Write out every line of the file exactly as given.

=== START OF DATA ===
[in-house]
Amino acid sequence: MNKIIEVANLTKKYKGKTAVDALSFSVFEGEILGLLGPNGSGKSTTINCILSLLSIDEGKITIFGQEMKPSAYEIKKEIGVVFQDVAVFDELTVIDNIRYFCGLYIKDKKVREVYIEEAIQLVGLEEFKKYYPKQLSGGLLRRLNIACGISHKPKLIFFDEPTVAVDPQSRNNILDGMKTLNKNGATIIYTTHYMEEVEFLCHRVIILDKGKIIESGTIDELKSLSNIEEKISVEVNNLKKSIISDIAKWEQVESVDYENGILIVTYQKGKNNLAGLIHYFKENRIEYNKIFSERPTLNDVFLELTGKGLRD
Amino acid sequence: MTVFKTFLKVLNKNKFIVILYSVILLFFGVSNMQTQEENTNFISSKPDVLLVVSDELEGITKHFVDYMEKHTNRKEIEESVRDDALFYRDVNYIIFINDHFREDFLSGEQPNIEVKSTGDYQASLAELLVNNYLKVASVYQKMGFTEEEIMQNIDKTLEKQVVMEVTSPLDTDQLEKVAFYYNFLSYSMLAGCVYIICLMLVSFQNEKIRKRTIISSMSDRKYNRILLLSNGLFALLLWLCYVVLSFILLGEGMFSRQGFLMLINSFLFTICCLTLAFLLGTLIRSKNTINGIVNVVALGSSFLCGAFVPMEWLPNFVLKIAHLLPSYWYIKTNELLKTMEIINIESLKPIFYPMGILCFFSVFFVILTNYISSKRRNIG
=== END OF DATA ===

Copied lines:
[in-house]
Amino acid sequence: MNKIIEVANLTKKYKGKTAVDALSFSVFEGEILGLLGPNGSGKSTTINCILSLLSIDEGKITIFGQEMKPSAYEIKKEIGVVFQDVAVFDELTVIDNIRYFCGLYIKDKKVREVYIEEAIQLVGLEEFKKYYPKQLSGGLLRRLNIACGISHKPKLIFFDEPTVAVDPQSRNNILDGMKTLNKNGATIIYTTHYMEEVEFLCHRVIILDKGKIIESGTIDELKSLSNIEEKISVEVNNLKKSIISDIAKWEQVESVDYENGILIVTYQKGKNNLAGLIHYFKENRIEYNKIFSERPTLNDVFLELTGKGLRD
Amino acid sequence: MTVFKTFLKVLNKNKFIVILYSVILLFFGVSNMQTQEENTNFISSKPDVLLVVSDELEGITKHFVDYMEKHTNRKEIEESVRDDALFYRDVNYIIFINDHFREDFLSGEQPNIEVKSTGDYQASLAELLVNNYLKVASVYQKMGFTEEEIMQNIDKTLEKQVVMEVTSPLDTDQLEKVAFYYNFLSYSMLAGCVYIICLMLVSFQNEKIRKRTIISSMSDRKYNRILLLSNGLFALLLWLCYVVLSFILLGEGMFSRQGFLMLINSFLFTICCLTLAFLLGTLIRSKNTINGIVNVVALGSSFLCGAFVPMEWLPNFVLKIAHLLPSYWYIKTNELLKTMEIINIESLKPIFYPMGILCFFSVFFVILTNYISSKRRNIG